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Be careful afew.. most of them are excellent points.. but some of them are not at all clear..

Three of them I notice as nopt good changes

It isnot at all clear that they say Mexico would change mind.. "move" is neither clear cut in spanish.. as move is not clear in english.. so I am not sure I would change it..Mexico move has the proper indefinition of the original

The same goes with the "I do nto care" o...." it does not bother"..is too formal... I would say the spanish attitude would be more like " I do not care".

The "dead" has already been translated as deceised....as it was probably refered in a formal way..

But the most importan one I do not agree is the one about "y conseguientemente incumplirlas".. your translation tries to give a meaning to something that it is not there.... He may have wanted to mean this.. but that's is not what is written .. in spanish there is a way to say your sentence...  and that is not the case. So I guess either it was a bad transcription.. or really you always make mistakes when you speak...

Regardign the rest.. brilliant changes..

A pleasure

I therefore claim to show, not how men think in myths, but how myths operate in men's minds without their being aware of the fact. Levi-Strauss, Claude

by kcurie on Wed Sep 26th, 2007 at 03:55:53 PM EST
[ Parent ]
Just suggestions, kc!!

I can see the y conseguientemente incumplirlas is much better explained by Migeru now, and my attempt at understanding it was wrong.

Migeru has put "swing" for Mexico, which was my meaning (in the light of the explanation in brackets).

The point about the "dead" is that it doesn't take an s for the plural in English (neither does "the deceased" - but in this context the proper term is "the dead".)

"It doesn't bother me..." is not formal.

But as you wish, jefe!

by afew (afew(a in a circle)eurotrib_dot_com) on Wed Sep 26th, 2007 at 04:13:42 PM EST
[ Parent ]
Oh sure!! I love you.. you know it.. je je

yeah yeah.. I knew it was suggestion.. I was saying in a hurry that you should take extra vigilance on those...you know I was going to the point.. but of course.. your comments are brilliant.. very good ones.. so it may have seem a serious post... it was not..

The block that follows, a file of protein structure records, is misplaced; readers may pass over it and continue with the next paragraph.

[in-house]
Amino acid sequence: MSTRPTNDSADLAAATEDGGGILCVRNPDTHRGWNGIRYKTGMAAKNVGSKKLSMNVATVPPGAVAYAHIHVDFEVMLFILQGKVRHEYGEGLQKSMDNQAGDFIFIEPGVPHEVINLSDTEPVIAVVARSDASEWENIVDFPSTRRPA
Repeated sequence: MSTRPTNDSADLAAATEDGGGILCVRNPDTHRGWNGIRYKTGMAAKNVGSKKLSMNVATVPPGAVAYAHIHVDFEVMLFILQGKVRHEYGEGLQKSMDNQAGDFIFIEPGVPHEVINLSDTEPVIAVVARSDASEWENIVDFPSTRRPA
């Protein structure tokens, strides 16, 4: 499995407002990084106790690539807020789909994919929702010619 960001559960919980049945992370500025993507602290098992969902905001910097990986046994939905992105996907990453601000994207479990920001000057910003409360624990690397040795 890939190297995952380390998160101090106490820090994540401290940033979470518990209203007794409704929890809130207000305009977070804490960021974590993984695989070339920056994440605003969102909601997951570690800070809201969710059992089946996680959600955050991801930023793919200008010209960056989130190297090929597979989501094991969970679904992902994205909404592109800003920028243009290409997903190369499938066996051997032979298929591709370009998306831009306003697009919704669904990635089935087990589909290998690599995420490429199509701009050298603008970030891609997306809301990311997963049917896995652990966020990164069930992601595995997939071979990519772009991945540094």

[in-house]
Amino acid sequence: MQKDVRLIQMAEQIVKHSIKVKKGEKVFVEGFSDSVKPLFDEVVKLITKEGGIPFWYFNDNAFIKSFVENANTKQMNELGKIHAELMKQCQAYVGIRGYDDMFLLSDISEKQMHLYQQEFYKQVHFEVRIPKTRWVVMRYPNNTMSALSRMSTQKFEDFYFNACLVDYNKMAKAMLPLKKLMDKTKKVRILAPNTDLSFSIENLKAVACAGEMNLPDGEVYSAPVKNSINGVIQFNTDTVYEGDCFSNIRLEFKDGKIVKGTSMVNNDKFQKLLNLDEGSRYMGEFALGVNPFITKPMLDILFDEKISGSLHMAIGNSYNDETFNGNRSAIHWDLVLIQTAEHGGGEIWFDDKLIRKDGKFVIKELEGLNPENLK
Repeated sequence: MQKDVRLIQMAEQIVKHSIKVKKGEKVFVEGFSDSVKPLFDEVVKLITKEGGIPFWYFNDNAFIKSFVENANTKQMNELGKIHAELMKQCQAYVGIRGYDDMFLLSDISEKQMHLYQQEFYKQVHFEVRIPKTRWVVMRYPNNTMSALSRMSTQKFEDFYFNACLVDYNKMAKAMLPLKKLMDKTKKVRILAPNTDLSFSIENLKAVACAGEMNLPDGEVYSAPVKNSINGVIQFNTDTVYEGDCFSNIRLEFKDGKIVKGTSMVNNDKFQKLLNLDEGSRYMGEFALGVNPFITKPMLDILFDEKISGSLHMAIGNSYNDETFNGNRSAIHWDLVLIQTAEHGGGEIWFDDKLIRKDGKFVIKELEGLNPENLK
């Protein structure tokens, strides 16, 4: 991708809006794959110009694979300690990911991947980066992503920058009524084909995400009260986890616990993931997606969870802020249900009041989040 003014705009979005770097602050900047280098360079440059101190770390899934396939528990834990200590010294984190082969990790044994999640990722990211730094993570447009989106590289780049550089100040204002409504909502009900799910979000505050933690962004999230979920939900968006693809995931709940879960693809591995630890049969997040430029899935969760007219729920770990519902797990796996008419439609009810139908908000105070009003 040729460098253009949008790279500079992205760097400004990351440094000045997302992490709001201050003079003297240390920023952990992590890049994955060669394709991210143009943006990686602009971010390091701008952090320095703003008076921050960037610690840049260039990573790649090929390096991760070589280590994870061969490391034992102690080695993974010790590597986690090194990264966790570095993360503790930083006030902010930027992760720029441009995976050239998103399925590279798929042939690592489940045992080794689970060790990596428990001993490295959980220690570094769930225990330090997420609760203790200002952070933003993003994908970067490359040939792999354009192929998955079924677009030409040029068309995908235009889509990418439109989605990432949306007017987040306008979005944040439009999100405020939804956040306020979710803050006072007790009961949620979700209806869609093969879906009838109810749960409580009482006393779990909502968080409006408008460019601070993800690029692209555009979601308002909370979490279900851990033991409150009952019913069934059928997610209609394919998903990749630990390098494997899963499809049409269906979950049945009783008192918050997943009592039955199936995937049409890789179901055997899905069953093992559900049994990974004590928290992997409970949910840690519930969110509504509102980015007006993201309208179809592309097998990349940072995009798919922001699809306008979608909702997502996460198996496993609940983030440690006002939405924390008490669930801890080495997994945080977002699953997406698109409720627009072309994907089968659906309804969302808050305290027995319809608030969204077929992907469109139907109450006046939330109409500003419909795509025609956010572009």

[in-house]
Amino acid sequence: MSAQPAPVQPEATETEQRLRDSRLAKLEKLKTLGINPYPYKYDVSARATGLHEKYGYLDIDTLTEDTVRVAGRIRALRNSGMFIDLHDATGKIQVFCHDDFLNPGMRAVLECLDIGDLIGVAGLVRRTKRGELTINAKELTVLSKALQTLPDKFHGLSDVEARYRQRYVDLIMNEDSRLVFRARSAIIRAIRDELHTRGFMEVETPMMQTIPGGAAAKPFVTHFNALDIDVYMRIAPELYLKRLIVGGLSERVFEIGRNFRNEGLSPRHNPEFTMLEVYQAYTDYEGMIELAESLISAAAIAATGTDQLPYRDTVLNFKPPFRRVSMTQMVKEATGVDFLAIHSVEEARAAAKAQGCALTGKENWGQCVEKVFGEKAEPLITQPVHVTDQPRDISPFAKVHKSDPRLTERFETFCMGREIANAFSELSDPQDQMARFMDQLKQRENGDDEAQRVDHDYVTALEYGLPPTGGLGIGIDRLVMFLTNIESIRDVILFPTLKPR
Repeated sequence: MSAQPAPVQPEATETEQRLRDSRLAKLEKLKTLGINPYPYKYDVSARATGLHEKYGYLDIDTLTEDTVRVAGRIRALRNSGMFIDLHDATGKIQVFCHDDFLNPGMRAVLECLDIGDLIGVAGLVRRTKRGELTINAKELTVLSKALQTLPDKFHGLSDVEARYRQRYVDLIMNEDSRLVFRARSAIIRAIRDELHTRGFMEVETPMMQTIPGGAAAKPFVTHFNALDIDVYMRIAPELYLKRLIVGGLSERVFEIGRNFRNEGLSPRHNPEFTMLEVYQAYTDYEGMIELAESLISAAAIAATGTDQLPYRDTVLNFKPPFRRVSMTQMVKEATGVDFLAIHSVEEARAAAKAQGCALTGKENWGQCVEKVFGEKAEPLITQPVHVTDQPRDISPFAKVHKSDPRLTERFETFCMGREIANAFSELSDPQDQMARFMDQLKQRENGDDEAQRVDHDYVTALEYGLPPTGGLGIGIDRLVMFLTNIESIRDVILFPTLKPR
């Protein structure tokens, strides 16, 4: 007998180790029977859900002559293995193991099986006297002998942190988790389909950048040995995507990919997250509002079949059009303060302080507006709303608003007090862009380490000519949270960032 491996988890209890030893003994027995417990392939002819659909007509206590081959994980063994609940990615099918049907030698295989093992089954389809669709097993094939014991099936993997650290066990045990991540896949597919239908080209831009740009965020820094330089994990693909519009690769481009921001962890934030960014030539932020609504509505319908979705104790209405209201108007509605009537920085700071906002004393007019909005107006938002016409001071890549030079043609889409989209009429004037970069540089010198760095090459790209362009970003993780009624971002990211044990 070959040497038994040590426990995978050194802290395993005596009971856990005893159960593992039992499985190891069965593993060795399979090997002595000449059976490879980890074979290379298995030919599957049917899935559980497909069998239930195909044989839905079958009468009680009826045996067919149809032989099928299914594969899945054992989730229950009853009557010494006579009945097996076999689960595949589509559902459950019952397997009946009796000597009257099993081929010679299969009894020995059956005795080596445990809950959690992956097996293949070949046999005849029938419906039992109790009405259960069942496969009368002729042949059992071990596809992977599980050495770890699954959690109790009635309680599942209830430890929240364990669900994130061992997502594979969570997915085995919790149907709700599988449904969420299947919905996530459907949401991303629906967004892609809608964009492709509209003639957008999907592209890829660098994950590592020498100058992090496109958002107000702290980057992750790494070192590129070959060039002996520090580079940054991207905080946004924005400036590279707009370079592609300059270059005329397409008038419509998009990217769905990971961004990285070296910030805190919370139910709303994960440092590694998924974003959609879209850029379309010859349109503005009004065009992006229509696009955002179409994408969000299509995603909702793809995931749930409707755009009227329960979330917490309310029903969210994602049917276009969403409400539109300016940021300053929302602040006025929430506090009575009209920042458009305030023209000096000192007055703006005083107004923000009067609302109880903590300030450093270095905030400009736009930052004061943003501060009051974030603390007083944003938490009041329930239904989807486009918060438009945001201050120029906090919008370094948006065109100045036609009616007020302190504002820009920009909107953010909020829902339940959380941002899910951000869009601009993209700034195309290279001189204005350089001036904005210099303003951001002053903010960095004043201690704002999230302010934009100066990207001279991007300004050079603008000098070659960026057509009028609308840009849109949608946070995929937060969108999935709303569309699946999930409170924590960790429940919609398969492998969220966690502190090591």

I am still doubtful about it does nto bother or it does not care...:)

You make me doubt now about the dead or the deceised... I do not know if in english the dead can have a very serious super serious meaning..  I do nto know enough english for that.. but I do know deceased is super serious...

I see Migeru swing... mmmhhh.... swing is much more clear cut in english than "mover" is in spanish. But probably "move" in english is also less clear than "mover" in spanish.. So it is a difficult option...

A pleasure

I therefore claim to show, not how men think in myths, but how myths operate in men's minds without their being aware of the fact. Levi-Strauss, Claude

by kcurie on Wed Sep 26th, 2007 at 04:50:03 PM EST
[ Parent ]
"The dead" is the correct term in warfare, and is super serious. "The deceased" is more civilian -- undertaker language! ;)

I put "it doesn't matter to me" for no me importa.
I think that's as close as you can get...

by afew (afew(a in a circle)eurotrib_dot_com) on Wed Sep 26th, 2007 at 05:00:37 PM EST
[ Parent ]
Absolutely so!!!

Thanks a lot!!!

A pleasure

I therefore claim to show, not how men think in myths, but how myths operate in men's minds without their being aware of the fact. Levi-Strauss, Claude

by kcurie on Thu Sep 27th, 2007 at 04:44:34 AM EST
[ Parent ]

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